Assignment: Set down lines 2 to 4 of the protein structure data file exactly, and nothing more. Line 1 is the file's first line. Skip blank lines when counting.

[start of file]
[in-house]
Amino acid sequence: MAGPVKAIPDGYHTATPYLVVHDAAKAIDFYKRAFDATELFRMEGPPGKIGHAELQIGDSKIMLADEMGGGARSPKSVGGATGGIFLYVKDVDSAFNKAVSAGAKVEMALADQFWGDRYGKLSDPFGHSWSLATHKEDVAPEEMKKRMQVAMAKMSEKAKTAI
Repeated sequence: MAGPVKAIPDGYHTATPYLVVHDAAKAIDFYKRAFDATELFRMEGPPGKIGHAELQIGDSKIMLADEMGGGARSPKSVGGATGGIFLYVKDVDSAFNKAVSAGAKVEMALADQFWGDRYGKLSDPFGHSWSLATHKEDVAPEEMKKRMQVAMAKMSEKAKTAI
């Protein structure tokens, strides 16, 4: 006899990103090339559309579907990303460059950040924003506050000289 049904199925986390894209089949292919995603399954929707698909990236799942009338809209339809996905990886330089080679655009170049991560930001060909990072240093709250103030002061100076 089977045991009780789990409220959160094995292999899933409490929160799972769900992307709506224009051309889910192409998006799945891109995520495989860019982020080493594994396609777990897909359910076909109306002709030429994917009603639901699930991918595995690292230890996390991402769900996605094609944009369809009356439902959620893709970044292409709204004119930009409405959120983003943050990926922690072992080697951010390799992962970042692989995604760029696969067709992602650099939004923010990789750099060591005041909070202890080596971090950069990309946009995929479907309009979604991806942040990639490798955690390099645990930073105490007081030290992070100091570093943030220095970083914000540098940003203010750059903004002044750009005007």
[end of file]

Amino acid sequence: MAGPVKAIPDGYHTATPYLVVHDAAKAIDFYKRAFDATELFRMEGPPGKIGHAELQIGDSKIMLADEMGGGARSPKSVGGATGGIFLYVKDVDSAFNKAVSAGAKVEMALADQFWGDRYGKLSDPFGHSWSLATHKEDVAPEEMKKRMQVAMAKMSEKAKTAI
Repeated sequence: MAGPVKAIPDGYHTATPYLVVHDAAKAIDFYKRAFDATELFRMEGPPGKIGHAELQIGDSKIMLADEMGGGARSPKSVGGATGGIFLYVKDVDSAFNKAVSAGAKVEMALADQFWGDRYGKLSDPFGHSWSLATHKEDVAPEEMKKRMQVAMAKMSEKAKTAI
């Protein structure tokens, strides 16, 4: 006899990103090339559309579907990303460059950040924003506050000289 049904199925986390894209089949292919995603399954929707698909990236799942009338809209339809996905990886330089080679655009170049991560930001060909990072240093709250103030002061100076 089977045991009780789990409220959160094995292999899933409490929160799972769900992307709506224009051309889910192409998006799945891109995520495989860019982020080493594994396609777990897909359910076909109306002709030429994917009603639901699930991918595995690292230890996390991402769900996605094609944009369809009356439902959620893709970044292409709204004119930009409405959120983003943050990926922690072992080697951010390799992962970042692989995604760029696969067709992602650099939004923010990789750099060591005041909070202890080596971090950069990309946009995929479907309009979604991806942040990639490798955690390099645990930073105490007081030290992070100091570093943030220095970083914000540098940003203010750059903004002044750009005007």